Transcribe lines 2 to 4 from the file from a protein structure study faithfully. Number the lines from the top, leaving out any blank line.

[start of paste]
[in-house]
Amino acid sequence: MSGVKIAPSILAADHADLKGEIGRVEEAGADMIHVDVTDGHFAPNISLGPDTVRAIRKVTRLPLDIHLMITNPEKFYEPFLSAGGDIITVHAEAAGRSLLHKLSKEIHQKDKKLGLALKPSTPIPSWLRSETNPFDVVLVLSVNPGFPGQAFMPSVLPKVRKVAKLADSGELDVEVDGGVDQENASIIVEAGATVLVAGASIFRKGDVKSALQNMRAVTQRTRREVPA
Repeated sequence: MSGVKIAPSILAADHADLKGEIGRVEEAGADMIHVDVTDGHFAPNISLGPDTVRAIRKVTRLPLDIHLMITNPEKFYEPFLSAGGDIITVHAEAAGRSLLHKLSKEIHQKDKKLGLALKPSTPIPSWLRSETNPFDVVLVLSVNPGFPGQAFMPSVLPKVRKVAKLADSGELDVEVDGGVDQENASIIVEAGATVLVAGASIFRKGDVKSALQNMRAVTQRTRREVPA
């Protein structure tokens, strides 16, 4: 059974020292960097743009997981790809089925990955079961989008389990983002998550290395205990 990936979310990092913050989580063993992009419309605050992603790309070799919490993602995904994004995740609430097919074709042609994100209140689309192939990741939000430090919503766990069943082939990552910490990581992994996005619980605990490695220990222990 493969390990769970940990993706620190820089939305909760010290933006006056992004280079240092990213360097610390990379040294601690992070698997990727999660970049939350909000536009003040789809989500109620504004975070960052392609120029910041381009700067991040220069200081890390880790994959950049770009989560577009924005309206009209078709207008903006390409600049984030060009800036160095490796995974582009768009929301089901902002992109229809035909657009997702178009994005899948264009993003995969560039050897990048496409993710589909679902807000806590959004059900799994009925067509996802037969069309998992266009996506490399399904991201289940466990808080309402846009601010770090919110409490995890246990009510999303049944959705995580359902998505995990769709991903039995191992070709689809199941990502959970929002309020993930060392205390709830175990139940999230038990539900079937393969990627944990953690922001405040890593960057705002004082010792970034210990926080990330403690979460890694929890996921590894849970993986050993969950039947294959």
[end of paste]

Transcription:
Amino acid sequence: MSGVKIAPSILAADHADLKGEIGRVEEAGADMIHVDVTDGHFAPNISLGPDTVRAIRKVTRLPLDIHLMITNPEKFYEPFLSAGGDIITVHAEAAGRSLLHKLSKEIHQKDKKLGLALKPSTPIPSWLRSETNPFDVVLVLSVNPGFPGQAFMPSVLPKVRKVAKLADSGELDVEVDGGVDQENASIIVEAGATVLVAGASIFRKGDVKSALQNMRAVTQRTRREVPA
Repeated sequence: MSGVKIAPSILAADHADLKGEIGRVEEAGADMIHVDVTDGHFAPNISLGPDTVRAIRKVTRLPLDIHLMITNPEKFYEPFLSAGGDIITVHAEAAGRSLLHKLSKEIHQKDKKLGLALKPSTPIPSWLRSETNPFDVVLVLSVNPGFPGQAFMPSVLPKVRKVAKLADSGELDVEVDGGVDQENASIIVEAGATVLVAGASIFRKGDVKSALQNMRAVTQRTRREVPA
């Protein structure tokens, strides 16, 4: 059974020292960097743009997981790809089925990955079961989008389990983002998550290395205990 990936979310990092913050989580063993992009419309605050992603790309070799919490993602995904994004995740609430097919074709042609994100209140689309192939990741939000430090919503766990069943082939990552910490990581992994996005619980605990490695220990222990 493969390990769970940990993706620190820089939305909760010290933006006056992004280079240092990213360097610390990379040294601690992070698997990727999660970049939350909000536009003040789809989500109620504004975070960052392609120029910041381009700067991040220069200081890390880790994959950049770009989560577009924005309206009209078709207008903006390409600049984030060009800036160095490796995974582009768009929301089901902002992109229809035909657009997702178009994005899948264009993003995969560039050897990048496409993710589909679902807000806590959004059900799994009925067509996802037969069309998992266009996506490399399904991201289940466990808080309402846009601010770090919110409490995890246990009510999303049944959705995580359902998505995990769709991903039995191992070709689809199941990502959970929002309020993930060392205390709830175990139940999230038990539900079937393969990627944990953690922001405040890593960057705002004082010792970034210990926080990330403690979460890694929890996921590894849970993986050993969950039947294959």